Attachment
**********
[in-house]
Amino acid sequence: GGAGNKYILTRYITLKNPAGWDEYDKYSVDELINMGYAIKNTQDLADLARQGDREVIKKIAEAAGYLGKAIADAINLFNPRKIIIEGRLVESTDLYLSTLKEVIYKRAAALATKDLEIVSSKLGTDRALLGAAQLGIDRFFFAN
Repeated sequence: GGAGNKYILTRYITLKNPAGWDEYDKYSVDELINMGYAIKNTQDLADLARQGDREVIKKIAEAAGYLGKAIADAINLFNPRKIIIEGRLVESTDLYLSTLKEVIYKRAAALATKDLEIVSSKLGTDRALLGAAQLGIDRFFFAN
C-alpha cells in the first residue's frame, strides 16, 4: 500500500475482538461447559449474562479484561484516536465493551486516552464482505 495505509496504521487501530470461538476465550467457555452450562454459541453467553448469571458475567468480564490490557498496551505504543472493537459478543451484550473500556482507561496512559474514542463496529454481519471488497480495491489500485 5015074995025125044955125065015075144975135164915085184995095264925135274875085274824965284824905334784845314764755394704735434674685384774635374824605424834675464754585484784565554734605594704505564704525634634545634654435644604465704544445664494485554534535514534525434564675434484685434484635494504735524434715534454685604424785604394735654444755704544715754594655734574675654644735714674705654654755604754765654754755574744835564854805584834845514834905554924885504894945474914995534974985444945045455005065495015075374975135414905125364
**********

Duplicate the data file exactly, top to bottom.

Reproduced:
[in-house]
Amino acid sequence: GGAGNKYILTRYITLKNPAGWDEYDKYSVDELINMGYAIKNTQDLADLARQGDREVIKKIAEAAGYLGKAIADAINLFNPRKIIIEGRLVESTDLYLSTLKEVIYKRAAALATKDLEIVSSKLGTDRALLGAAQLGIDRFFFAN
Repeated sequence: GGAGNKYILTRYITLKNPAGWDEYDKYSVDELINMGYAIKNTQDLADLARQGDREVIKKIAEAAGYLGKAIADAINLFNPRKIIIEGRLVESTDLYLSTLKEVIYKRAAALATKDLEIVSSKLGTDRALLGAAQLGIDRFFFAN
C-alpha cells in the first residue's frame, strides 16, 4: 500500500475482538461447559449474562479484561484516536465493551486516552464482505 495505509496504521487501530470461538476465550467457555452450562454459541453467553448469571458475567468480564490490557498496551505504543472493537459478543451484550473500556482507561496512559474514542463496529454481519471488497480495491489500485 5015074995025125044955125065015075144975135164915085184995095264925135274875085274824965284824905334784845314764755394704735434674685384774635374824605424834675464754585484784565554734605594704505564704525634634545634654435644604465704544445664494485554534535514534525434564675434484685434484635494504735524434715534454685604424785604394735654444755704544715754594655734574675654644735714674705654654755604754765654754755574744835564854805584834845514834905554924885504894945474914995534974985444945045455005065495015075374975135414905125364